Sunday, 21 September 2014

Writing a book. My Experience and Advice on Writing a Synopsis and Book Blurb


This is one of the hardest parts of writing, in my view. You need several versions of your synopsis and a form of a synopsis is the blurb for the back of the book. The blurb should be about 250 words in length and a synopsis about 1000, in my opinion.

In its simplest form – you definitely need a one line description of your book for many reasons and the most important reason being when someone asks you what your book is about. This is a challenge, as you need a fast response describing in one sentence what might be a book comprising 70-100,000 words in a crafted and intricate plot. I would suggest starting with this problem first.

You will then need a 250 words description of your book for various sites. Your book blurb can be a little longer and it is what you are prepared to put on the back of your book, but this needs to be short and sweet. Many sites where you will eventually put your blurb will have a word or character restriction, so be prepared!

Finally, there is the synopsis which you need for a publisher or literary agent. You may also want a synopsis for your website. One option for your website is to quote reviews. However, a useful recent tip given to me by a reviewer was that she expected to find a page in my website with a synopsis, a good resolution image of the book cover (900 kb), the ISBN and the artist’s name for the cover. (Note, you will need several different sized images for marketing purposes, in the same way that you need several synopsis, blurb etc.) Any reviews, she would ignore as she wanted a synopsis to refer to for when she wrote her review. My view is that your blurb is on the back cover of the book and your reader will expect a little more than that on your website.

Note that the synopsis for a publisher or literary agent can give away the plot, but clearly you don’t want to do that for a synopsis on your website. You can see now why this is a difficult process – my advice is to craft from the bottom up: the one liner, the 250 word blurb, the book blurb and separately the synopsis.

The One Liner. Imagine yourself talking to someone (say on the radio!) about your book. Your opening statement needs to grab them. Write several one-liners and get feedback over which is the most promising. The one-liner could then feature in your 250 word blurb. It needs to be short, sweet and dramatic. Say for example, it is Tomb Raider meets James Bond in a clash of spies versus treasure hunter. That may/may not work of course, that is why you need advice.

Your Blurb. Like your one-liner this must grab attention. Power words are very useful here and there are several articles on the Internet about Power Words.

Examples of Power Words are;
Hacking,
Blinding,
Searing,
Pounding,
Fear,
Terror
Frantic
Gigantic

For a list of many more search the Internet for “Power Words”. Be careful not to over use these though and I think two in a paragraph is about right.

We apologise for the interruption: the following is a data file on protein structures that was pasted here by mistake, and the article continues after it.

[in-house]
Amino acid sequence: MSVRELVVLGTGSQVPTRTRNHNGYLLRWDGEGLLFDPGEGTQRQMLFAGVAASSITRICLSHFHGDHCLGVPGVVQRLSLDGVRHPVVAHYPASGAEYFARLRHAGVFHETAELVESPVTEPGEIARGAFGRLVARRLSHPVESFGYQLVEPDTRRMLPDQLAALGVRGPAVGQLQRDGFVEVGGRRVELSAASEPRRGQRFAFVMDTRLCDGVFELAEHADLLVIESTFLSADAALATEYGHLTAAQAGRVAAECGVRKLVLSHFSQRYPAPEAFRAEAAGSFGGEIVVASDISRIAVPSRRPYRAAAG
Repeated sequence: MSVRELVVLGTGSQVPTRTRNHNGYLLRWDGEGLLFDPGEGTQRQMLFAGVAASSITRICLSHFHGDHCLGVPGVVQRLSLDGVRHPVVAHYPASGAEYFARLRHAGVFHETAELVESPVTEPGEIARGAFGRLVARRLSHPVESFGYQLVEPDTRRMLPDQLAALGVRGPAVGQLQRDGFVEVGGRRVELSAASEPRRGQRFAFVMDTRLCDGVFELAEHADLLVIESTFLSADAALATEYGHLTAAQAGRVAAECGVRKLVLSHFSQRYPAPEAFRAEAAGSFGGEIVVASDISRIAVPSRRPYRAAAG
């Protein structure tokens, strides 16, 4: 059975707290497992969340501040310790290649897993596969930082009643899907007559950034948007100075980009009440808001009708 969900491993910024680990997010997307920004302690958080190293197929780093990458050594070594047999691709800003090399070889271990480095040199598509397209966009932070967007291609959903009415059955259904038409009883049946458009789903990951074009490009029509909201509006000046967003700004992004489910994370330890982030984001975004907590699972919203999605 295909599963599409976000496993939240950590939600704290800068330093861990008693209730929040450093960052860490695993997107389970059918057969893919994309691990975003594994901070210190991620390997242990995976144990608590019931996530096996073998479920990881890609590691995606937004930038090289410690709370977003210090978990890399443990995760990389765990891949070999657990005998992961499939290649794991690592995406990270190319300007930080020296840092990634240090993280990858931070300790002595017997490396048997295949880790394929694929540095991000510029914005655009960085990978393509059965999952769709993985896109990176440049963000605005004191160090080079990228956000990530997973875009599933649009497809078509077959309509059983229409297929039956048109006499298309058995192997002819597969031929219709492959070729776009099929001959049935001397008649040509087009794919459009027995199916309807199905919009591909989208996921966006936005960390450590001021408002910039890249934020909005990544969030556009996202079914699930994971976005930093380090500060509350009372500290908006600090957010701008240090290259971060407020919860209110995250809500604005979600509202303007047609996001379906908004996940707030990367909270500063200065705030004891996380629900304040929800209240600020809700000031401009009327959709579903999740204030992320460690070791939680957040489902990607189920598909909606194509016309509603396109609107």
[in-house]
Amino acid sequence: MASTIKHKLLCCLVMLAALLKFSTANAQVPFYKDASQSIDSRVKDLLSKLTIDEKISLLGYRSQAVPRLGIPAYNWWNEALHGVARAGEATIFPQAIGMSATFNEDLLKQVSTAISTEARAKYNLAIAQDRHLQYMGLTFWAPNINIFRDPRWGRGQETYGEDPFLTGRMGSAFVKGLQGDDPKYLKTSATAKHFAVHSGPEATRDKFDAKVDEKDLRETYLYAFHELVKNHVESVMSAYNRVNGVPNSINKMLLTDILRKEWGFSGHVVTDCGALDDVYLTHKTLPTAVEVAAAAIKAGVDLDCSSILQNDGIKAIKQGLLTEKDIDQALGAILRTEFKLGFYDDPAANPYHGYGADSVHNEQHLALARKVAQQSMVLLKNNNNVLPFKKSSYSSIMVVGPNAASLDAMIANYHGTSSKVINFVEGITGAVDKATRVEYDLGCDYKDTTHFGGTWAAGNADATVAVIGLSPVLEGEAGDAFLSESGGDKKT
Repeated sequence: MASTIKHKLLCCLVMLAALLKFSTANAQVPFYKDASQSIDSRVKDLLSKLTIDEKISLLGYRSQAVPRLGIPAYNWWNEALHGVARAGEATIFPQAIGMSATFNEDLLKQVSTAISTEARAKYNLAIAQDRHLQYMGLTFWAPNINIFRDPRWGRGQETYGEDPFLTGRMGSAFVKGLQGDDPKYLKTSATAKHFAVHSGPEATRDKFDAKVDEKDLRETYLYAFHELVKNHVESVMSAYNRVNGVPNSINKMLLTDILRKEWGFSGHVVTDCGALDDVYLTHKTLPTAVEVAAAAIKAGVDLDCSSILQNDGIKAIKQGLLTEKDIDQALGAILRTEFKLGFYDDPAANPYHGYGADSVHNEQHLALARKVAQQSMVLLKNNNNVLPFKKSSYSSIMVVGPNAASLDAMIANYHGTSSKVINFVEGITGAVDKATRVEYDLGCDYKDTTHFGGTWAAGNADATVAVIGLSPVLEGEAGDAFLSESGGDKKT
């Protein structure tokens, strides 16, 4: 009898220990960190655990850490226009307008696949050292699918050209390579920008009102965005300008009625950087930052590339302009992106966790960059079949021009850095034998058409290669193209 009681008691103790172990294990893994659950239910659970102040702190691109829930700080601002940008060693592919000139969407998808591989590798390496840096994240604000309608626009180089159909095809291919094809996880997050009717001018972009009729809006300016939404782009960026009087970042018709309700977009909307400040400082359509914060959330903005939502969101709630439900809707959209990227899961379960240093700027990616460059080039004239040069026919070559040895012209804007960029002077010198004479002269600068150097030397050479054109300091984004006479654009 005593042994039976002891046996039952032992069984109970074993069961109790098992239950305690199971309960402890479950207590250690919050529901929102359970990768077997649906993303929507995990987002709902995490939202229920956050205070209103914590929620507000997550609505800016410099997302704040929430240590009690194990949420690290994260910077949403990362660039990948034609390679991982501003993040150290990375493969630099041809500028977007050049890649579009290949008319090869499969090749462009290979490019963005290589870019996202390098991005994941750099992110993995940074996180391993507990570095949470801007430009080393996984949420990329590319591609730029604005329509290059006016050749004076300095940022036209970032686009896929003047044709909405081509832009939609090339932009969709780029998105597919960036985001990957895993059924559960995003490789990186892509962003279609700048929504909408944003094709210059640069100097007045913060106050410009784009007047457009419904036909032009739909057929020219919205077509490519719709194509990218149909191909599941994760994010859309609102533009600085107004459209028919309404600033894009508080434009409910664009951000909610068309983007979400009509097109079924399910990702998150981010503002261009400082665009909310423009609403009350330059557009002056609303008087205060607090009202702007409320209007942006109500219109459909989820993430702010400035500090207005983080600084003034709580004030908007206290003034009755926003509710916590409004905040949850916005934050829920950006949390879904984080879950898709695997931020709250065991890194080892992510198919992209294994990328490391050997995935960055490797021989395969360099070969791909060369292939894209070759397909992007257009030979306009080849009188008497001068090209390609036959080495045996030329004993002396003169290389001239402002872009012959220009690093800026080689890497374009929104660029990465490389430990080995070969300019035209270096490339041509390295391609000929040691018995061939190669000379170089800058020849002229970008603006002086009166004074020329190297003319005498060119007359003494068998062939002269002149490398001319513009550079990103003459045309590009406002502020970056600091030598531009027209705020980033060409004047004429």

Note that blurbs and also your synopsis are written in the present tense (must overcome) and third person (Harry). Again, since this is a quick process, write several blurbs and ask advice on which works best.

The above descriptions have been useful departures from the main theme of writing a synopsis. However, like my advice on writing short stories rather than a novel, there is sense in approaching it this way. It teaches you how to write succinctly and with powerful overtones. If you have mastered this then writing a synopsis will be easier.

The Synopsis. This, in my opinion should be about 1000 words. Your synopsis should focus on the main plot and not be diverted into sub-plots. Again this is in the present tense and third person.

An important feature is to put your hook up front to engage the reader and make them want to read more. Do not start a synopsis with long winded backgrounds. Read the synopsis back to yourself, video it and watch your own performance. If it doesn’t grab you then it won’t grab anyone else. As stated earlier, the synopsis is usually for a publisher or literary agent. The first paragraph is really to tempt them into reading more. If the first paragraph is weak then a publisher/literary agent or reader, simply won’t read any further.

Try it out yourself. Read the back cover (blurb) of several books and see which engage you and which do not. Learn from this and adapt your style to the ones that work.

In summary, write:
  • A one liner about your book. 
  • A 250 word blurb 
  • A 1000 word synopsis for a literary agent/publisher, with spoilers 
  • A 1000 word synopsis for your reader, without spoilers! 
I would recommend doing this in the order given above. More than happy to hear from you if you have a different experience.
Good writing

David

2 comments:

  1. It's important not only to write on your own book, but also know how to review someone else book, how to critisize foundationally etc.
    If you find troubles writing reviews you can browse this source to find some help and tips

    ReplyDelete